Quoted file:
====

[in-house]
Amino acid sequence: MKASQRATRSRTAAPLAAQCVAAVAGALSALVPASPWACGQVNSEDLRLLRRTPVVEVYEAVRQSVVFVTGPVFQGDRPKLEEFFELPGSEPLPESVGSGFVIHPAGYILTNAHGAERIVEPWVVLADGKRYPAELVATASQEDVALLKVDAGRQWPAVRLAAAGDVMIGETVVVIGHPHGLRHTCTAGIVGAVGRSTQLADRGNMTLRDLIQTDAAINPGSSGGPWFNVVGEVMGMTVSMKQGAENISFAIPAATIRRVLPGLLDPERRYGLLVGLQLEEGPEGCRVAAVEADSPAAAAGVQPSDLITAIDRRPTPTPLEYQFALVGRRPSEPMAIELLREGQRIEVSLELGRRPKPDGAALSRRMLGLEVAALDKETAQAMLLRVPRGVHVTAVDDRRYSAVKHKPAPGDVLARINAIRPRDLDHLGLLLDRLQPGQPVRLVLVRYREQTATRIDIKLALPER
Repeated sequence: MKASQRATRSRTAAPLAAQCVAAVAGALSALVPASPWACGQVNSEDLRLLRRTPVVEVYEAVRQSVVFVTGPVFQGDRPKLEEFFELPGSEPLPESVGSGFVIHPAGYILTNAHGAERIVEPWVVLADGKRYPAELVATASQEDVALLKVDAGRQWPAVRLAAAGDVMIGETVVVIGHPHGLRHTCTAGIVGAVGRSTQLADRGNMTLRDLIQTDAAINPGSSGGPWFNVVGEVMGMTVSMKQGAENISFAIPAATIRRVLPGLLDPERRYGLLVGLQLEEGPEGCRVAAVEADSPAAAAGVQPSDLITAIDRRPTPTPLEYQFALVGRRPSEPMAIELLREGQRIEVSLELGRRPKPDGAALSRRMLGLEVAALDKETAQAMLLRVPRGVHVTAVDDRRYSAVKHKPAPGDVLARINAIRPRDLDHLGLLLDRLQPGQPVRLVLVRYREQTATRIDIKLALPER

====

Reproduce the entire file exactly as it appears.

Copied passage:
[in-house]
Amino acid sequence: MKASQRATRSRTAAPLAAQCVAAVAGALSALVPASPWACGQVNSEDLRLLRRTPVVEVYEAVRQSVVFVTGPVFQGDRPKLEEFFELPGSEPLPESVGSGFVIHPAGYILTNAHGAERIVEPWVVLADGKRYPAELVATASQEDVALLKVDAGRQWPAVRLAAAGDVMIGETVVVIGHPHGLRHTCTAGIVGAVGRSTQLADRGNMTLRDLIQTDAAINPGSSGGPWFNVVGEVMGMTVSMKQGAENISFAIPAATIRRVLPGLLDPERRYGLLVGLQLEEGPEGCRVAAVEADSPAAAAGVQPSDLITAIDRRPTPTPLEYQFALVGRRPSEPMAIELLREGQRIEVSLELGRRPKPDGAALSRRMLGLEVAALDKETAQAMLLRVPRGVHVTAVDDRRYSAVKHKPAPGDVLARINAIRPRDLDHLGLLLDRLQPGQPVRLVLVRYREQTATRIDIKLALPER
Repeated sequence: MKASQRATRSRTAAPLAAQCVAAVAGALSALVPASPWACGQVNSEDLRLLRRTPVVEVYEAVRQSVVFVTGPVFQGDRPKLEEFFELPGSEPLPESVGSGFVIHPAGYILTNAHGAERIVEPWVVLADGKRYPAELVATASQEDVALLKVDAGRQWPAVRLAAAGDVMIGETVVVIGHPHGLRHTCTAGIVGAVGRSTQLADRGNMTLRDLIQTDAAINPGSSGGPWFNVVGEVMGMTVSMKQGAENISFAIPAATIRRVLPGLLDPERRYGLLVGLQLEEGPEGCRVAAVEADSPAAAAGVQPSDLITAIDRRPTPTPLEYQFALVGRRPSEPMAIELLREGQRIEVSLELGRRPKPDGAALSRRMLGLEVAALDKETAQAMLLRVPRGVHVTAVDDRRYSAVKHKPAPGDVLARINAIRPRDLDHLGLLLDRLQPGQPVRLVLVRYREQTATRIDIKLALPER